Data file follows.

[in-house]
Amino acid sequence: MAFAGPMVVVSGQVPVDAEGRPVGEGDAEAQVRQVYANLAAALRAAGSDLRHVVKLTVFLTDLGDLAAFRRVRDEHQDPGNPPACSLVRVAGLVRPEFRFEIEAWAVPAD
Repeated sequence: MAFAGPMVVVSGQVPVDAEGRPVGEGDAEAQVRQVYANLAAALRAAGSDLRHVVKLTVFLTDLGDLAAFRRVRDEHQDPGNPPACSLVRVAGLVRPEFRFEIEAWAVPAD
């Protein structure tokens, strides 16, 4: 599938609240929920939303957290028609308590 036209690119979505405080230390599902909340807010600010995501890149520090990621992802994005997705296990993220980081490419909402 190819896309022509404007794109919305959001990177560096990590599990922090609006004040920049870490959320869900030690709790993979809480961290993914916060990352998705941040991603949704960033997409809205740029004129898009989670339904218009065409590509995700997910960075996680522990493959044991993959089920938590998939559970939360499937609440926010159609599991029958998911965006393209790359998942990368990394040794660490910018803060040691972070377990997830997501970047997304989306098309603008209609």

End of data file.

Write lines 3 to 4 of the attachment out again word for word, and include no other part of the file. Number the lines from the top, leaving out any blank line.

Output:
Repeated sequence: MAFAGPMVVVSGQVPVDAEGRPVGEGDAEAQVRQVYANLAAALRAAGSDLRHVVKLTVFLTDLGDLAAFRRVRDEHQDPGNPPACSLVRVAGLVRPEFRFEIEAWAVPAD
């Protein structure tokens, strides 16, 4: 599938609240929920939303957290028609308590 036209690119979505405080230390599902909340807010600010995501890149520090990621992802994005997705296990993220980081490419909402 190819896309022509404007794109919305959001990177560096990590599990922090609006004040920049870490959320869900030690709790993979809480961290993914916060990352998705941040991603949704960033997409809205740029004129898009989670339904218009065409590509995700997910960075996680522990493959044991993959089920938590998939559970939360499937609440926010159609599991029958998911965006393209790359998942990368990394040794660490910018803060040691972070377990997830997501970047997304989306098309603008209609």